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for Knights

posted by .

have been looking at your post ...
http://www.jiskha.com/display.cgi?id=1357047578

interesting question...

let the altitude of 12 hit base a
let the altitude of 14 hit base b

then (1/2)(12)a = (1/2)(14)b
6a = 7b
a = 7b/6

let the third side be c and its altitude be x

from the properties of the sides of a triangle
c < a+b
c < 7b/6 + b
c < 13b/6

but by area property
cx = 7b or cx = 6a

take cx = 7b
the absolute maximum value that c could be is a number just a "smidgeon" less than 13b/6 , which is positive , so divide both sides of
cx = 7b by that

cx/c < 7b / (13b/6)

c < 42/13

since you want the largest integer, that would be 3

( I am a little uneasy about my last division of the inequality)

  • for Knights -

    me too. You are dividing by c, which is less than 13b/6. The result will be larger than 42/13. What do you think of my attempt on the question as posted earlier?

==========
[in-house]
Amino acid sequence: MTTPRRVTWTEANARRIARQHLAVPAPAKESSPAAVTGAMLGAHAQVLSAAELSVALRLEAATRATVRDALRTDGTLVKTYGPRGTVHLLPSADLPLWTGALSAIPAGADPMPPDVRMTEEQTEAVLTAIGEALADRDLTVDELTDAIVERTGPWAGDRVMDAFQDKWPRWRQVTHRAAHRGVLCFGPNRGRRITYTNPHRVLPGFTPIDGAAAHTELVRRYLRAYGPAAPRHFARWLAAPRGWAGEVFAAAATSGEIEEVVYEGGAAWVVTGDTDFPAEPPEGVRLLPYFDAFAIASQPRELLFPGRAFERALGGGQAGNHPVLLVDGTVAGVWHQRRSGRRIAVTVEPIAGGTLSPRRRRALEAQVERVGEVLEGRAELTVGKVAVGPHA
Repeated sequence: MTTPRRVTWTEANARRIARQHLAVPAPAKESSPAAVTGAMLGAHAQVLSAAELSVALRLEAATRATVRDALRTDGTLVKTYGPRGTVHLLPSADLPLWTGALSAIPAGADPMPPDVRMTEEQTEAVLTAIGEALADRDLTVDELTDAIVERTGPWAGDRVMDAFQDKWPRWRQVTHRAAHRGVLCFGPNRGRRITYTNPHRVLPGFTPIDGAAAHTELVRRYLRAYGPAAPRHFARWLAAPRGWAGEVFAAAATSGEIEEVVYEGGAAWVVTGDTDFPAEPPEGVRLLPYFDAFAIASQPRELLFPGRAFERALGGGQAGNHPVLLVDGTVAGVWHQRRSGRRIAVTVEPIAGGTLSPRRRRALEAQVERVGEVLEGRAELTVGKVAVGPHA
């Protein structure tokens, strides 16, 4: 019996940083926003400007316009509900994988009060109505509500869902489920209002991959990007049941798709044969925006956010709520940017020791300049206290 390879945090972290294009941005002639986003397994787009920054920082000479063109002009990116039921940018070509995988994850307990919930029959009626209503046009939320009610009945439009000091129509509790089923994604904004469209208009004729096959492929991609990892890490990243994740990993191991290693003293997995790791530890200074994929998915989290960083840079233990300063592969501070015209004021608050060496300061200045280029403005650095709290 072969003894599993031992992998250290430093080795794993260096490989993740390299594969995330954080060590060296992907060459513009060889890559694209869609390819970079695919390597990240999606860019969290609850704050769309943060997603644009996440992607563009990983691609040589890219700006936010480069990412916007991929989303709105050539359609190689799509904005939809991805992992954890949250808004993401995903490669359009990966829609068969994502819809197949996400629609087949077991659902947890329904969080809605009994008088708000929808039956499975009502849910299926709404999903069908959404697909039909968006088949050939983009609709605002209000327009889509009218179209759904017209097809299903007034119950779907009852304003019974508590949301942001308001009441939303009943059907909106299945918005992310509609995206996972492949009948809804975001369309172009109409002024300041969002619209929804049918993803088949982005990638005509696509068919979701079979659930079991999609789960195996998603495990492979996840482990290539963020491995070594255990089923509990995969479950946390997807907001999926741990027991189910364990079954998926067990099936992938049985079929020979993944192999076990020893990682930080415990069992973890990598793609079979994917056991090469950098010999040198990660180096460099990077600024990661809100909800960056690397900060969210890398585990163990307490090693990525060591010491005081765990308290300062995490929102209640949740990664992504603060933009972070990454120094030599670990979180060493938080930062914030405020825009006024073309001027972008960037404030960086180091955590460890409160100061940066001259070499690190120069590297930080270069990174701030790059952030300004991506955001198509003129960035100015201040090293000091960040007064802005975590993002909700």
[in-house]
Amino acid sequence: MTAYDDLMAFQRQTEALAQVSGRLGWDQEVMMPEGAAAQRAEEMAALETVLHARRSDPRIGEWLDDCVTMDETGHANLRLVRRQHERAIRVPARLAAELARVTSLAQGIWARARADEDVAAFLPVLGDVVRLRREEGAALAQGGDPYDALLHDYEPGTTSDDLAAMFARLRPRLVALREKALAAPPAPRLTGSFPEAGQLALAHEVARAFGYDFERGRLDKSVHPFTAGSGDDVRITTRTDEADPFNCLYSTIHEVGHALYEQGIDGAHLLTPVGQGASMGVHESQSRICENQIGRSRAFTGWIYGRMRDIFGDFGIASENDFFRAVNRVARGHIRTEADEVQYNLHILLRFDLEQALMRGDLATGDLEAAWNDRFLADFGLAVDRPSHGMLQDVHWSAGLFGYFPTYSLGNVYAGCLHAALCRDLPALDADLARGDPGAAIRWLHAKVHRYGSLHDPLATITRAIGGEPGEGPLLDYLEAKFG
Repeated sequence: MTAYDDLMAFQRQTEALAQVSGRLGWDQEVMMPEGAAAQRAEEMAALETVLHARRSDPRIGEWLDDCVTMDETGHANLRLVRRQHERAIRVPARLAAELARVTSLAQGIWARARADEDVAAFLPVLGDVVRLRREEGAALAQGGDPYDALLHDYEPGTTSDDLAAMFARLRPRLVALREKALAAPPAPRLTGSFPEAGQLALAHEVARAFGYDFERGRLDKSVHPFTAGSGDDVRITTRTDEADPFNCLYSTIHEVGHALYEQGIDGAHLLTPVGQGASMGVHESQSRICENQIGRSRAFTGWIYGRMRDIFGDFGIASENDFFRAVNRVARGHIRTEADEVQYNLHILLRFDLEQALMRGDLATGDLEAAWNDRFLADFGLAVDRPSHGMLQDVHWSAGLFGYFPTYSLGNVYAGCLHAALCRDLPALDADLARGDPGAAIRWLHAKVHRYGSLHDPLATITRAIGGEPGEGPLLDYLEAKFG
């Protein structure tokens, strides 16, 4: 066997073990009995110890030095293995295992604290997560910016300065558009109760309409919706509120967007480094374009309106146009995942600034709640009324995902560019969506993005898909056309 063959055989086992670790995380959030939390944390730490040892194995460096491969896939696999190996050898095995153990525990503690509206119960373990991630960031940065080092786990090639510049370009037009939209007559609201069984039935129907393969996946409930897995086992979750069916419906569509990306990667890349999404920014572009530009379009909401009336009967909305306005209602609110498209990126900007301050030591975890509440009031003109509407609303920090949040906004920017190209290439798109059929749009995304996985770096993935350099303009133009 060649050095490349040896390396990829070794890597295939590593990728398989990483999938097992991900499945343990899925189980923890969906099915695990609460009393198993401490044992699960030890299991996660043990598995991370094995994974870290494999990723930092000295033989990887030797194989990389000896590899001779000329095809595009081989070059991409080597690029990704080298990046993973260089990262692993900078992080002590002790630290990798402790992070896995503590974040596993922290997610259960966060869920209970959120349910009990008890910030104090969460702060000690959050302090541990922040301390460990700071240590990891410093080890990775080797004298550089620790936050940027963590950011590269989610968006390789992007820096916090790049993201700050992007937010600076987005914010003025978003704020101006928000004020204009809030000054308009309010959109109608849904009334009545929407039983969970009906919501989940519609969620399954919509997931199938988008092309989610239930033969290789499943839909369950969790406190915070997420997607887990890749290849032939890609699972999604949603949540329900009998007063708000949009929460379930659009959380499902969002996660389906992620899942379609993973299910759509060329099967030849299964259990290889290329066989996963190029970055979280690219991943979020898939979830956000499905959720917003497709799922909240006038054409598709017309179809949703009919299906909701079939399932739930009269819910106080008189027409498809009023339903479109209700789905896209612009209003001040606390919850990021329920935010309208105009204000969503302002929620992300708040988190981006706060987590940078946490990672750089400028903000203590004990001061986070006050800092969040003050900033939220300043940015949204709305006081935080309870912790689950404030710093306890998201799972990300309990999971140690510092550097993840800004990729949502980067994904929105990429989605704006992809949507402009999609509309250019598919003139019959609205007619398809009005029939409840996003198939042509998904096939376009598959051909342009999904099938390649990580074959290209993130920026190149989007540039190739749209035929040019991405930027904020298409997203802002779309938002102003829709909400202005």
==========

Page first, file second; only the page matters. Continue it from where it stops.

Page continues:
• for Knights -

    thanks a lot guys for your interest. Yes, it is somewhat of a confusing problem. @Steve: I appreciated it a lot and you did a very good job at explaining it.

    Thanks a lot guys and Happy New year. take care!

  • for Knights -

    In a right triangle, if the legs (altitudes are 12 and 14), then
    if we pick an angle θ and let h be the altitude to the hypotenuse,
    h/14 = sinθ
    h/12 = cosθ
    so h^2/144 + h^2/196 = 1, and h =~ 9.1

    So, Reiny's estimate is way low. Now the question is, does a right triangle provide maximum 3rd altitude h?

    More thought needed.

  • for Knights - Ta Daaaa -

    Take a look at

    http://www.algebra.com/algebra/homework/Triangles/Triangles.faq.question.577996.html

    where this very question is discussed.

  • for Knights -

    Just a final note. Since the 3rd altitude h is bounded by

    1/a + 1/b <= 1/h <= 1/a - 1/b
    where a < b,

    the limiting case where a=b (an isosceles triangle) shows that

    1/a+1/a <= 1/h <= 1/a - 1/a
    2/a <= 1/h <= 0
    shows that h >= a/2, and may grow without bound.

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